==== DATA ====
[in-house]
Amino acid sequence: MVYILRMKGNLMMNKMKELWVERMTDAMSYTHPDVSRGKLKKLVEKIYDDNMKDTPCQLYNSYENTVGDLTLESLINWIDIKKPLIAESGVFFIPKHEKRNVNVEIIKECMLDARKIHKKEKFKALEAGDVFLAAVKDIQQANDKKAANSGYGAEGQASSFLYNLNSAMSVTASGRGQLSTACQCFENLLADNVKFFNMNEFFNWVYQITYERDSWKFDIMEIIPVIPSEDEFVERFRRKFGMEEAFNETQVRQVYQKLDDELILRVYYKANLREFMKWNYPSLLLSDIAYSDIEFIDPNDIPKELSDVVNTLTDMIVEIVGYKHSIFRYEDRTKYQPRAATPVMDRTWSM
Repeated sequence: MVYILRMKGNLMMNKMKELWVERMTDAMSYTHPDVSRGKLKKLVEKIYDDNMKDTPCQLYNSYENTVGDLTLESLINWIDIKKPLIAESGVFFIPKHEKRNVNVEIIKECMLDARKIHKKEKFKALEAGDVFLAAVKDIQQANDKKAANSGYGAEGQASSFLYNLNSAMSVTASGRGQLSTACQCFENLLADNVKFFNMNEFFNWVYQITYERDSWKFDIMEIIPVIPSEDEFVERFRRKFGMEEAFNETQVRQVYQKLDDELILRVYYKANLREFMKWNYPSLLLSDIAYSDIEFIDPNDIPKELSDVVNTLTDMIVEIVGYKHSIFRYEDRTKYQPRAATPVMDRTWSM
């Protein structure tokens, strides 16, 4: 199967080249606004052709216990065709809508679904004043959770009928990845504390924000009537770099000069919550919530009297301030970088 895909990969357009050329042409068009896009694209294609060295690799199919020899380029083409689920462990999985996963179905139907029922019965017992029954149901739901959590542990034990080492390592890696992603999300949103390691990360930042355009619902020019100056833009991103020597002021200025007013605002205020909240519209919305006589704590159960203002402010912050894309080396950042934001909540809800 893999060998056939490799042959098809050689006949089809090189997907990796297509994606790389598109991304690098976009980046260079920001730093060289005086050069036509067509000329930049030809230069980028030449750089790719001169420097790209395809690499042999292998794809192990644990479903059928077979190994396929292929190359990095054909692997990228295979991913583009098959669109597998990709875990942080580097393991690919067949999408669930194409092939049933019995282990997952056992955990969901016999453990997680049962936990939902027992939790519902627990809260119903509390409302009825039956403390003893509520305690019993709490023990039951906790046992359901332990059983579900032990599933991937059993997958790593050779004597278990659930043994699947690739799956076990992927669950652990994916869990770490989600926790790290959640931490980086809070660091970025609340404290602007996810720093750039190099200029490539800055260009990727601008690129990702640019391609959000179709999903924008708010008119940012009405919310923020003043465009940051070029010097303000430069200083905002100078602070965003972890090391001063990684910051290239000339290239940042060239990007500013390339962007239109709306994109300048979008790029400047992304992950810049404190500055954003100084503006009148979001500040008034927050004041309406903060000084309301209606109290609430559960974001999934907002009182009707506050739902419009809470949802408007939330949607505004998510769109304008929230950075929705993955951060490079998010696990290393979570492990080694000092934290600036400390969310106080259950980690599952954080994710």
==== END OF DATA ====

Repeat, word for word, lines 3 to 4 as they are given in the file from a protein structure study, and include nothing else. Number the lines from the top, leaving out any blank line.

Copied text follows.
Repeated sequence: MVYILRMKGNLMMNKMKELWVERMTDAMSYTHPDVSRGKLKKLVEKIYDDNMKDTPCQLYNSYENTVGDLTLESLINWIDIKKPLIAESGVFFIPKHEKRNVNVEIIKECMLDARKIHKKEKFKALEAGDVFLAAVKDIQQANDKKAANSGYGAEGQASSFLYNLNSAMSVTASGRGQLSTACQCFENLLADNVKFFNMNEFFNWVYQITYERDSWKFDIMEIIPVIPSEDEFVERFRRKFGMEEAFNETQVRQVYQKLDDELILRVYYKANLREFMKWNYPSLLLSDIAYSDIEFIDPNDIPKELSDVVNTLTDMIVEIVGYKHSIFRYEDRTKYQPRAATPVMDRTWSM
């Protein structure tokens, strides 16, 4: 199967080249606004052709216990065709809508679904004043959770009928990845504390924000009537770099000069919550919530009297301030970088 895909990969357009050329042409068009896009694209294609060295690799199919020899380029083409689920462990999985996963179905139907029922019965017992029954149901739901959590542990034990080492390592890696992603999300949103390691990360930042355009619902020019100056833009991103020597002021200025007013605002205020909240519209919305006589704590159960203002402010912050894309080396950042934001909540809800 893999060998056939490799042959098809050689006949089809090189997907990796297509994606790389598109991304690098976009980046260079920001730093060289005086050069036509067509000329930049030809230069980028030449750089790719001169420097790209395809690499042999292998794809192990644990479903059928077979190994396929292929190359990095054909692997990228295979991913583009098959669109597998990709875990942080580097393991690919067949999408669930194409092939049933019995282990997952056992955990969901016999453990997680049962936990939902027992939790519902627990809260119903509390409302009825039956403390003893509520305690019993709490023990039951906790046992359901332990059983579900032990599933991937059993997958790593050779004597278990659930043994699947690739799956076990992927669950652990994916869990770490989600926790790290959640931490980086809070660091970025609340404290602007996810720093750039190099200029490539800055260009990727601008690129990702640019391609959000179709999903924008708010008119940012009405919310923020003043465009940051070029010097303000430069200083905002100078602070965003972890090391001063990684910051290239000339290239940042060239990007500013390339962007239109709306994109300048979008790029400047992304992950810049404190500055954003100084503006009148979001500040008034927050004041309406903060000084309301209606109290609430559960974001999934907002009182009707506050739902419009809470949802408007939330949607505004998510769109304008929230950075929705993955951060490079998010696990290393979570492990080694000092934290600036400390969310106080259950980690599952954080994710």